On the east coast of South Andros Island, Bahamas, a major bank-marginal fracture system characterised by vertically extensive cavern systems (blue holes) is developed sub-parallel to the steep-sided deep-water re-entrant of the Tongue of the Ocean. In addition to providing a discharge route for meteoric, mixed and geochemically evolved saline groundwaters, a strong local circulation occurs along the fracture system. This generates enhanced vertical mixing within voids of the fracture system, evidenced by the increasing mixing zone thickness, and the thinning and increasing salinity of brackish lens waters from north to south along the fracture system. Furthermore, tidally driven pumping of groundwaters occurs between the fracture and adjacent carbonate aquifer affecting a zone up to 200 m either side of the fracture.The resultant mixing of groundwaters of contrasting salinity and within and along the fracture system and with the surrounding aquifer waters, together with bacterial oxidation of organic matter, generates significant potential for locally enhanced diagenesis. Undersaturation with respect to calcite within the fresh (or brackish)-salt water mixing zone is observed in the fracture system and predicted in the adjacent aquifer, while mixing between the brackish fracture lens and surrounding high fresh waters causes dissolution of aragonite but not calcite. The latter gives rise to considerable secondary porosity development, because active tidal pumping ensures continued renewal of dissolutional potential. This is evidenced by calcium and strontium enrichment in the brackish lens which indicates porosity generation by aragonite dissolution at a maximum rate of 0.35% ka-1, up to twice the average estimated for the fresh water lens. In contrast saline groundwaters are depleted in calcium relative to open ocean waters suggesting the formation of calcite cements.The development of a major laterally continuous cavernous fracture zone along the margin of the carbonate platform permits enhanced groundwater flow and mixing which may result in generation of a diagenetic `halo' at a scale larger than that generally recognised around syn-sedimentary fractures in fossil carbonates. This may be characterised by increased secondary porosity where a relative fall in sea-level results in exposure and formation of a meteoric groundwater system, or cementation by `marine' calcite both below this meteoric system, and where the bank surface is flooded by seawater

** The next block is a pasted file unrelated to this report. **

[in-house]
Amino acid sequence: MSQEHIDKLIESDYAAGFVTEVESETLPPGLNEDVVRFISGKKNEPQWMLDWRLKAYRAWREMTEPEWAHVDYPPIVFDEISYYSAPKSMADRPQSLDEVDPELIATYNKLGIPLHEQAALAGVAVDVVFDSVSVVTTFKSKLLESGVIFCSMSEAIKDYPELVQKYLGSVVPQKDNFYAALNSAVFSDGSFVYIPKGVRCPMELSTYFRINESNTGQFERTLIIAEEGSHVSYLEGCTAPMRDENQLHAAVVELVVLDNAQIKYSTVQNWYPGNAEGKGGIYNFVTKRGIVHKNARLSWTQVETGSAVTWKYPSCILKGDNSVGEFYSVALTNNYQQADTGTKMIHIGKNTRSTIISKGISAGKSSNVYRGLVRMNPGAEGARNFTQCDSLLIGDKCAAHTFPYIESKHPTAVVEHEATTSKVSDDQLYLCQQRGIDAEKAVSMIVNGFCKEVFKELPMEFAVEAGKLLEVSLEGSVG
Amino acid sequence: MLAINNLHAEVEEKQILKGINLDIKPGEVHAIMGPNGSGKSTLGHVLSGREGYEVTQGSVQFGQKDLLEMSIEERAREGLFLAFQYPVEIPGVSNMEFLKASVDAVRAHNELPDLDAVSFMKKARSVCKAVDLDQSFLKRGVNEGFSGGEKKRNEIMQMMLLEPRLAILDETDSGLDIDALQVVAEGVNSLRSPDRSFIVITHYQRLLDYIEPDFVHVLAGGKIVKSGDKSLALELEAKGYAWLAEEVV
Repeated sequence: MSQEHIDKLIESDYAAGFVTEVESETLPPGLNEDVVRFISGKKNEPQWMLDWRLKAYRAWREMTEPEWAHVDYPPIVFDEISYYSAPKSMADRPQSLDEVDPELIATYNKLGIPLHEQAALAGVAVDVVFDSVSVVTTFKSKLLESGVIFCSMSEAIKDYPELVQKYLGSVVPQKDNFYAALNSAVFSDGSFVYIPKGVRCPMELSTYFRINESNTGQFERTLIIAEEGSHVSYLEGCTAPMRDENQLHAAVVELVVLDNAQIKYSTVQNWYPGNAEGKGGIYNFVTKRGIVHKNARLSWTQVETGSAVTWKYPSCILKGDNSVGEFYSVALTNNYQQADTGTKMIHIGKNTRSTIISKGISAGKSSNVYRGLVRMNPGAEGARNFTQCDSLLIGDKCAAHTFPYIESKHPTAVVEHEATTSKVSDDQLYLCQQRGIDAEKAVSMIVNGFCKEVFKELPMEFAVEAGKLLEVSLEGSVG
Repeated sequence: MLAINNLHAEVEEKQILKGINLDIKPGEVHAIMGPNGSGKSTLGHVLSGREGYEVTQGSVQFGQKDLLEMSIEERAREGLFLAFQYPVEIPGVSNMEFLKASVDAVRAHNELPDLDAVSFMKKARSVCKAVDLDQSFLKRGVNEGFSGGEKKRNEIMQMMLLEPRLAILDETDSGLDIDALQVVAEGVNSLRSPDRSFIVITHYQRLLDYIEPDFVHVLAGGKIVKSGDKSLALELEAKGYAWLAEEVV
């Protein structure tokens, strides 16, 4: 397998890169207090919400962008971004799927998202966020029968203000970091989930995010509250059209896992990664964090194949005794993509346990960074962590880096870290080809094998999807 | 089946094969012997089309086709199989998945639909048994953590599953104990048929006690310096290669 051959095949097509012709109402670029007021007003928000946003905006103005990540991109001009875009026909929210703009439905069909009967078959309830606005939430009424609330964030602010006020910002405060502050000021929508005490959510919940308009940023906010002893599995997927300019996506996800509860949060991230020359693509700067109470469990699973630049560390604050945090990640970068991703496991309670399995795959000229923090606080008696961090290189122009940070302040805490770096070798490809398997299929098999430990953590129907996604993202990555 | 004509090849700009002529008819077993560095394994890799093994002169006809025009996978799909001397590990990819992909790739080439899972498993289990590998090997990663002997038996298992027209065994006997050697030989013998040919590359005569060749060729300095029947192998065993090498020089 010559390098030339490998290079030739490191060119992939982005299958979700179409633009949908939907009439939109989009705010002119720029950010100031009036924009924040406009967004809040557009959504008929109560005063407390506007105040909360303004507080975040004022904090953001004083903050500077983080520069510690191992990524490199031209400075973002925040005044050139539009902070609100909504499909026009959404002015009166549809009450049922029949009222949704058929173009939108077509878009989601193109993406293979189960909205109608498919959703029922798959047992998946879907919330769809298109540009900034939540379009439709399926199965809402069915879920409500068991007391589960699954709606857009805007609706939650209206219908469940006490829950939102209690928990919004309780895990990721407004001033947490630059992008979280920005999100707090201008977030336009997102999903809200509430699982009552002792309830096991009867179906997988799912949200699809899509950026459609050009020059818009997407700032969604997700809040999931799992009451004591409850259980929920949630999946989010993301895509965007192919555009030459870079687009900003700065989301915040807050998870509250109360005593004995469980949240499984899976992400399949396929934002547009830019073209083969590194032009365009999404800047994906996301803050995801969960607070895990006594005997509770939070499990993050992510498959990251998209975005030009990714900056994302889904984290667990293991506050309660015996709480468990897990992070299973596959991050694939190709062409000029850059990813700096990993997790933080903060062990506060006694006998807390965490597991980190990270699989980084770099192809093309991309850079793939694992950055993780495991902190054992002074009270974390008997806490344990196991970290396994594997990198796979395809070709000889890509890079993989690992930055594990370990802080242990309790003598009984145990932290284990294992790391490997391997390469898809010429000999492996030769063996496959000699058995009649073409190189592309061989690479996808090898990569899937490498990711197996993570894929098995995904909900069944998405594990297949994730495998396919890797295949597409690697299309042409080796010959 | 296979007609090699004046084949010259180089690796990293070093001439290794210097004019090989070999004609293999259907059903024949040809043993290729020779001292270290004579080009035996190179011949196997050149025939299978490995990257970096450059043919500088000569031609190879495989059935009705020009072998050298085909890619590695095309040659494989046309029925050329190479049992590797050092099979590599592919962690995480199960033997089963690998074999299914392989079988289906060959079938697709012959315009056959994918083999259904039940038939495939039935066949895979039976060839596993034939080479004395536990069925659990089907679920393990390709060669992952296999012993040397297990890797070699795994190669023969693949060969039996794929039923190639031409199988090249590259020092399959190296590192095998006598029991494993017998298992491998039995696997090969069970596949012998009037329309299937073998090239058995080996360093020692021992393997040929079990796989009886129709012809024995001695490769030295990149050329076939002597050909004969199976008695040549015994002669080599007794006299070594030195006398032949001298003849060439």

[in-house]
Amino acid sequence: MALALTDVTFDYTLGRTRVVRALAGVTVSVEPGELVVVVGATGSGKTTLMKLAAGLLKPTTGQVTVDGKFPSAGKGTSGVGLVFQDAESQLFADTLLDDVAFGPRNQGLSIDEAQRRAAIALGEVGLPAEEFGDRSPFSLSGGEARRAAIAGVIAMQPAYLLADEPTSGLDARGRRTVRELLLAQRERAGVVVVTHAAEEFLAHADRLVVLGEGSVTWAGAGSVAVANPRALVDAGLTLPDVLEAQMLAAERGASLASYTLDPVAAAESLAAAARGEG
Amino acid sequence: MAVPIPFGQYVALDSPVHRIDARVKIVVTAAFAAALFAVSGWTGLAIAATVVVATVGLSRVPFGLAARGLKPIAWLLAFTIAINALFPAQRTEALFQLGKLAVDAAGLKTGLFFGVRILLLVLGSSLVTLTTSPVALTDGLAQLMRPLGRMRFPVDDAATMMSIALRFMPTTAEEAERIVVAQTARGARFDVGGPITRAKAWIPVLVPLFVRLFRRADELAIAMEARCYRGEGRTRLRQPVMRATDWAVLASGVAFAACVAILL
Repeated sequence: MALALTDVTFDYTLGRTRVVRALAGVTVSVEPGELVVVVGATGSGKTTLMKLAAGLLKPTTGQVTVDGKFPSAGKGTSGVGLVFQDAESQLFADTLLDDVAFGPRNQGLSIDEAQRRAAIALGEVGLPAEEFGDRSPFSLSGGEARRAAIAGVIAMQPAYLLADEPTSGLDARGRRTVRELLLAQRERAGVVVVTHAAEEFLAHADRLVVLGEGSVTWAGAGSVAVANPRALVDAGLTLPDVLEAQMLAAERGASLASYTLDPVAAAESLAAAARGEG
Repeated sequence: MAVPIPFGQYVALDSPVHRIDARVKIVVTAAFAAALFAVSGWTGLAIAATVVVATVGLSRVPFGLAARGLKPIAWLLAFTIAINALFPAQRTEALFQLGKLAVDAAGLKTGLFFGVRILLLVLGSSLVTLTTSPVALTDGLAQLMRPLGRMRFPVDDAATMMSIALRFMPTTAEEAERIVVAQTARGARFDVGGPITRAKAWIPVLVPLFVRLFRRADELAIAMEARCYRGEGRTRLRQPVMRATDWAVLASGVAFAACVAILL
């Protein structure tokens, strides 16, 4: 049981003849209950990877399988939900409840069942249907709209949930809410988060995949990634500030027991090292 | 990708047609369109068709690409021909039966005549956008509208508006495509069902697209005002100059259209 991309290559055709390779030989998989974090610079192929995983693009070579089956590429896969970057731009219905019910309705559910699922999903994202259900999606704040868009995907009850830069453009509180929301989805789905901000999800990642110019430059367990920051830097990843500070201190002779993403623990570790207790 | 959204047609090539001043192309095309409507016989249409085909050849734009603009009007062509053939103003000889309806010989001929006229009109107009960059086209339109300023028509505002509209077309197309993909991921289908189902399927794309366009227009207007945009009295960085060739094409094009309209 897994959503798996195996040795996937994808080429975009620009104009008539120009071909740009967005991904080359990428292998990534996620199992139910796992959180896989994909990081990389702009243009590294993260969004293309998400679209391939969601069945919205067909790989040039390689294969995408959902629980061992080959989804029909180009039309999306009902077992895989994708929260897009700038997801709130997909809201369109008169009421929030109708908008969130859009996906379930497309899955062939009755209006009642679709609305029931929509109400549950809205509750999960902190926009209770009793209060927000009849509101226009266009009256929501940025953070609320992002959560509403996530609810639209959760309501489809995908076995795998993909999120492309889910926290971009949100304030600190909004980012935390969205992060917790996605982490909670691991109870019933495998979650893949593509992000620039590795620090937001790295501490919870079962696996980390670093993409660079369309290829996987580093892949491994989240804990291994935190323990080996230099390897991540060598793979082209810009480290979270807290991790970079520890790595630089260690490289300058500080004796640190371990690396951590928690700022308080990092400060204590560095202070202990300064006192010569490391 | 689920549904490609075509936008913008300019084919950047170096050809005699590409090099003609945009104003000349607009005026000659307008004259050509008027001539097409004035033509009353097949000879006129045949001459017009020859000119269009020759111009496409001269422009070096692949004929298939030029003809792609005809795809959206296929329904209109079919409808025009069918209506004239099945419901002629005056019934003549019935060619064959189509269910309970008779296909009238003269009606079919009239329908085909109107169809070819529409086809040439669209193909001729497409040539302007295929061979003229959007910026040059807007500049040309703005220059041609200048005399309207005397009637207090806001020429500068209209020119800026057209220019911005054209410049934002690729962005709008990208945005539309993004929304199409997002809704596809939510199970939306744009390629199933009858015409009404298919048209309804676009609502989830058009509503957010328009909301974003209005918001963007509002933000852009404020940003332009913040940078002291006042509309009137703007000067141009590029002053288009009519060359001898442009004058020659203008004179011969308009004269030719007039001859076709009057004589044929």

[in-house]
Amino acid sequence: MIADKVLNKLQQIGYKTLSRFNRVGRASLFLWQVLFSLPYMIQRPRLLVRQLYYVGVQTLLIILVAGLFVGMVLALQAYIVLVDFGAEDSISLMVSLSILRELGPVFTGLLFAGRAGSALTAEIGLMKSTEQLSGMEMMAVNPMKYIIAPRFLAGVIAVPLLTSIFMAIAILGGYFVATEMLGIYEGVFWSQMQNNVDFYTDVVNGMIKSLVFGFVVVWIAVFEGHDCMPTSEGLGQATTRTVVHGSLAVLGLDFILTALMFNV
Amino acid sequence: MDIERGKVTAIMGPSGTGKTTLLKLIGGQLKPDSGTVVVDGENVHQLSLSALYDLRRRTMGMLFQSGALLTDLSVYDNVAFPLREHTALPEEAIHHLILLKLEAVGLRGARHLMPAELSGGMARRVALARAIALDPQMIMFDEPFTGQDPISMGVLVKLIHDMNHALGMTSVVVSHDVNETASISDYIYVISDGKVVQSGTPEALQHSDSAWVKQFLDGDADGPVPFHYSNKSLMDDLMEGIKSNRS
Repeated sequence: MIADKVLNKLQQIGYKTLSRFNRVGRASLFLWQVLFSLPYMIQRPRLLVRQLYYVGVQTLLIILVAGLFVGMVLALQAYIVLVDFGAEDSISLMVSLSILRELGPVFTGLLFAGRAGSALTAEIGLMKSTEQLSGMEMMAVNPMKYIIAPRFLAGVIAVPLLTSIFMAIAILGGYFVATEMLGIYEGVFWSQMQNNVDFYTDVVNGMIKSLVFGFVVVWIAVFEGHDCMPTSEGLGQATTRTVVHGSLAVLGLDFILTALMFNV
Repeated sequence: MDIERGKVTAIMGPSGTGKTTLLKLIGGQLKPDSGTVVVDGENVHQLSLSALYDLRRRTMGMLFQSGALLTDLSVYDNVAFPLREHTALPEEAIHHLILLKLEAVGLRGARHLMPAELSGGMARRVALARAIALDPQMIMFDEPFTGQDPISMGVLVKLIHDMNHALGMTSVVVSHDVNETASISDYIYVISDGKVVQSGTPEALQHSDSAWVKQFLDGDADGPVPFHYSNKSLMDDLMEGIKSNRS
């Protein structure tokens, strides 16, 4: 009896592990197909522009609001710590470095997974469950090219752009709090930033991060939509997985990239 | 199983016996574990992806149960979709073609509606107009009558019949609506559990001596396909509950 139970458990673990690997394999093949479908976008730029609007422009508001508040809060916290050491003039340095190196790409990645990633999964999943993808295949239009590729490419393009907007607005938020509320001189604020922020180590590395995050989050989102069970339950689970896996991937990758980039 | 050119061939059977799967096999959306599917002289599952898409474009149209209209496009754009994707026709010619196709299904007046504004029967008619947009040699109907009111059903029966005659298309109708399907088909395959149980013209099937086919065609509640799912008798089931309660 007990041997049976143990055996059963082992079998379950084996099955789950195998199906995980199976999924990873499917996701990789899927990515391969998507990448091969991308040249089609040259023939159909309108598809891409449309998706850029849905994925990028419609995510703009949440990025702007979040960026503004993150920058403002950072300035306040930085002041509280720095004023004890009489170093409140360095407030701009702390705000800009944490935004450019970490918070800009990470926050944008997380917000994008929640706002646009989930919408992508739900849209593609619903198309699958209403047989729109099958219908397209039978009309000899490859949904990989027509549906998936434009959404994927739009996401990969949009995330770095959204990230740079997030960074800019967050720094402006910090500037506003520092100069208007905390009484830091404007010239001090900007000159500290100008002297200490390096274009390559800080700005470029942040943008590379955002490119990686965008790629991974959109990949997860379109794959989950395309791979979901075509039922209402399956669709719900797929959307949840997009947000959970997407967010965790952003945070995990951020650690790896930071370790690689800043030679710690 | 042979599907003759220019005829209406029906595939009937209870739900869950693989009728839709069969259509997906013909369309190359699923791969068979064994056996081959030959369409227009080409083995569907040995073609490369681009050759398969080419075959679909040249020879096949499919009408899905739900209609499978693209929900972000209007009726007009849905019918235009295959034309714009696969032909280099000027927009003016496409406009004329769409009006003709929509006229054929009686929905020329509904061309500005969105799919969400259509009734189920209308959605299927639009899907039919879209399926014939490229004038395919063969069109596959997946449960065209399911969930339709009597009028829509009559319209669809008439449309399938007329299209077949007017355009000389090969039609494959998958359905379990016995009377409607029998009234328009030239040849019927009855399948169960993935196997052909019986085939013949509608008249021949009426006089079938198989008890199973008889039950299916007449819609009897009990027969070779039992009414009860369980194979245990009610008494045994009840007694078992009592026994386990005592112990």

Groundwater Geochemistry of Isla de Mona, Puerto Rico, 1998, Wicks C. M. , Troester Jo. W.